As of right now, we are living through the most profound transformation in our information environment. And one problem with living through a revolution is that it’s almost impossible to take the long view of what is happening. If Shoshana Zuboff is right, we are in the middle of a new revolution nestled within the digital leap forward of the Information Age. The data gathering activities of online communications giants, starting with Google, are transforming capitalism as radically as Henry Ford did with mass production. Her book Surveillance Capitalism presents a set of problems some of which threaten our human potential on this Earth. The good news, she writes, is that if we start talking about these threats now we might avoid another unforeseen catastrophe.

Shoshana Zuboff, a professor at Harvard Business School, has coined the phrases “surveillance capitalism” and “surveillance economy”. In her new book, she defines surveillance capitalism as the unilateral claiming of private human experience as free raw material for translation into behavioral data. In normal English, this means that your personal, private, and behavioral data can be used as a resource for companies to make money from. These data are then computed and packaged as prediction products and sold into behavioral futures markets — business customers with a commercial interest in knowing what we will do now, soon, and later. It was Google that first learned how to capture surplus behavioral data, more than what they needed for services, and used it to compute prediction products that they could sell to their business customers, in this case, advertisers. We rushed to the internet expecting empowerment, the democratization of knowledge, and help with real problems, but surveillance capitalism really was just too lucrative to resist. This economic logic has now spread beyond the tech companies to new surveillance–based ecosystems in virtually every economic sector, from insurance to automobiles to health, education, finance, to every product described as “smart” and every service described as “personalized.” By now it’s very difficult to participate effectively in society without interfacing with these same channels that are supply chains for surveillance capitalism’s data flows.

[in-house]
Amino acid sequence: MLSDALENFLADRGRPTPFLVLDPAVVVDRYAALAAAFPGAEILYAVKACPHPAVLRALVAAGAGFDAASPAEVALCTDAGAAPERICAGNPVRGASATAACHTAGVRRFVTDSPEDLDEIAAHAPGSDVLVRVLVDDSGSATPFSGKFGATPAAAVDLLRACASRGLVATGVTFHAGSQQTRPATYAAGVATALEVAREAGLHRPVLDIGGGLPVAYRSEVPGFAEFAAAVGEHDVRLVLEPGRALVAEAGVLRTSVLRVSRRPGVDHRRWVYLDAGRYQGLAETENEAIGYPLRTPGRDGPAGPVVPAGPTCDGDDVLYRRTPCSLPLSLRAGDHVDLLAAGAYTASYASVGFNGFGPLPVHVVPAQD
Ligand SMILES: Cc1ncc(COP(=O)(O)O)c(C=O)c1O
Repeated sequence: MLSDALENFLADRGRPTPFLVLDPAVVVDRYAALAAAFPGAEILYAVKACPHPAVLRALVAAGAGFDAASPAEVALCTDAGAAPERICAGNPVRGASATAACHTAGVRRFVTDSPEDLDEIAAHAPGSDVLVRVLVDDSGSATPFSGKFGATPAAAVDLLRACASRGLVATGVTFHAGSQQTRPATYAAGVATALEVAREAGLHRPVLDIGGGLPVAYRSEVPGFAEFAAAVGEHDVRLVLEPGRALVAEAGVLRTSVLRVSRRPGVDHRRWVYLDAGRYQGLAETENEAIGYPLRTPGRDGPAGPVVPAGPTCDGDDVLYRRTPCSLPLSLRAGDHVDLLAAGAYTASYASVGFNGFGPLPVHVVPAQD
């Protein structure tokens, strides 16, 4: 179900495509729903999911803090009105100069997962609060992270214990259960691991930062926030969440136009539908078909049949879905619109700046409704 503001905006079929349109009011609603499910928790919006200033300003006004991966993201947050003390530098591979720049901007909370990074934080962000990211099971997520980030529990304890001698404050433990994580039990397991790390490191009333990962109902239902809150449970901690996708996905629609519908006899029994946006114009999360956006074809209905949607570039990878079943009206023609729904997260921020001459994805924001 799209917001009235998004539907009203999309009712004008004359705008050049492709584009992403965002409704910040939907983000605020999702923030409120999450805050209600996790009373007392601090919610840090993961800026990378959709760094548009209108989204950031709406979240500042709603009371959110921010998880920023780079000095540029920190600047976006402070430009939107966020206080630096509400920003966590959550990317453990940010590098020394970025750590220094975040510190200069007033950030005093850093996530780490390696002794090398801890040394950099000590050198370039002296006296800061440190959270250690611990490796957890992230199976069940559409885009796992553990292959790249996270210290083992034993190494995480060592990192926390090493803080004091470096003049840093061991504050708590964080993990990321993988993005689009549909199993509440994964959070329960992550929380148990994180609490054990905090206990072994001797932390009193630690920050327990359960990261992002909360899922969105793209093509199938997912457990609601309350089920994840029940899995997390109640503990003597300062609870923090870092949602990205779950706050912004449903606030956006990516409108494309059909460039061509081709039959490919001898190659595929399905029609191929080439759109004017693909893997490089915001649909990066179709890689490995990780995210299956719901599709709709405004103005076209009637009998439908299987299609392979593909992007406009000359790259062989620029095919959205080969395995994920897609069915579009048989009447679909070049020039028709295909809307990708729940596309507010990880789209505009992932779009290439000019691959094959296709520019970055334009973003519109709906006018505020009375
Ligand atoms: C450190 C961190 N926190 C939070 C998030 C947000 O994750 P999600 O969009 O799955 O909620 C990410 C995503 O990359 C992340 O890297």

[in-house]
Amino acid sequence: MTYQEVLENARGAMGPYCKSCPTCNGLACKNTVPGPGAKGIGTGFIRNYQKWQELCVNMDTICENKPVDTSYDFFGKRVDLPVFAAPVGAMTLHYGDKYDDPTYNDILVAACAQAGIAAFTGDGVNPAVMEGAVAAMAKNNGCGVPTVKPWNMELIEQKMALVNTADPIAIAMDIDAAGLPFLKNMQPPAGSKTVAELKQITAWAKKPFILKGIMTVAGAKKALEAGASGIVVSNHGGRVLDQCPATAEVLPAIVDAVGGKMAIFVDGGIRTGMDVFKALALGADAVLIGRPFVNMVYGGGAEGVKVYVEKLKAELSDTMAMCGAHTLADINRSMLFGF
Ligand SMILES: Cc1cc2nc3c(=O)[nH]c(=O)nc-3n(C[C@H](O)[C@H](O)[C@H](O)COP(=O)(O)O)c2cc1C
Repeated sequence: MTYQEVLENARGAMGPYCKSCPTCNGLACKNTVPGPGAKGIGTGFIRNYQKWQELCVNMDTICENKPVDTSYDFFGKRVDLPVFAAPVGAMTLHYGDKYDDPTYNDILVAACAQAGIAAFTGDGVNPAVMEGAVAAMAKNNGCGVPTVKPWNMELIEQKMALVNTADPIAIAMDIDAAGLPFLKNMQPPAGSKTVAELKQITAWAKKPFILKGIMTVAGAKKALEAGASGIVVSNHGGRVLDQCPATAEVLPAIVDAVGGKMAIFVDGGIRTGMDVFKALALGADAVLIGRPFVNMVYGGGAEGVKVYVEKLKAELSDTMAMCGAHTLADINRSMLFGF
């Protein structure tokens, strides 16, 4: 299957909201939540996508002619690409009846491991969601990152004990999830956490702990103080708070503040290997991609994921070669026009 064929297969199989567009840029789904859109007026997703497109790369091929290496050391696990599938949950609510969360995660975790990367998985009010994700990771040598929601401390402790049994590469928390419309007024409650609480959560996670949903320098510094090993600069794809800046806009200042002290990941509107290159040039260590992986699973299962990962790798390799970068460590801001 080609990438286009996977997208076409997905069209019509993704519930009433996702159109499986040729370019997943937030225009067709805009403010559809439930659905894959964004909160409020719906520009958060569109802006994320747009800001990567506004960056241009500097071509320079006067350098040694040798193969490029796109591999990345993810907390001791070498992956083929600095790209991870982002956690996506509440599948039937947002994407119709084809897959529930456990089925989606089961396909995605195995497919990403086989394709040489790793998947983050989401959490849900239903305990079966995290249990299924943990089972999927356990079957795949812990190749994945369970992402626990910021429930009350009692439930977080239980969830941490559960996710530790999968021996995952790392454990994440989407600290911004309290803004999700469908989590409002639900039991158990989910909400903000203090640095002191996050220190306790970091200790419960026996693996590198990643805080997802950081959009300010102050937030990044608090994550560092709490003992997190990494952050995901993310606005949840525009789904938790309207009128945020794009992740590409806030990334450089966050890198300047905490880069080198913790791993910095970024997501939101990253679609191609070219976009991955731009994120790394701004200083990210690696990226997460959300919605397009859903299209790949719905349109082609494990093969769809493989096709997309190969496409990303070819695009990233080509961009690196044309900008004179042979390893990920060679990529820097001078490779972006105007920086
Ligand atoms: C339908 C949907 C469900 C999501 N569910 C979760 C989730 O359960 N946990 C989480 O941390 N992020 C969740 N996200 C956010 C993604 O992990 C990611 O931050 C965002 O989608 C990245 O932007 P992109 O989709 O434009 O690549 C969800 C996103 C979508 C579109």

She gives three ways, or ‘arenas’ to change this dynamic. First, we need a sea change in public opinion. This begins with the power of naming. It means awakening to a sense of indignation and outrage. We say, “No.” We say, “This is not OK.”

Second, we need to muster the resources of our democratic institutions in the form of law and regulation. These include, but also move beyond, privacy and antitrust laws. We also need to develop new laws and regulatory institutions that specifically address the mechanisms and imperatives of surveillance capitalism.

A third arena relates to the opportunity for competitive solutions. Every survey of internet users has shown that once people become aware of surveillance capitalists’ backstage practices, they reject them. That points to a disconnect between supply and demand: a market failure. So once again we see a historic opportunity for an alliance of companies to find an alternative ecosystem — one that returns us to the earlier promise of the digital age as an era of empowerment and the democratization of knowledge.

Surveillance capitalism has the potential to fundamentally change who we are. Left to their own devices, the data harvesters will continue to take in vast amounts of our personal information, with or without our consent. They are forced to follow the profit motive to its ultimate destination. The time to start setting limits and finding solutions is now.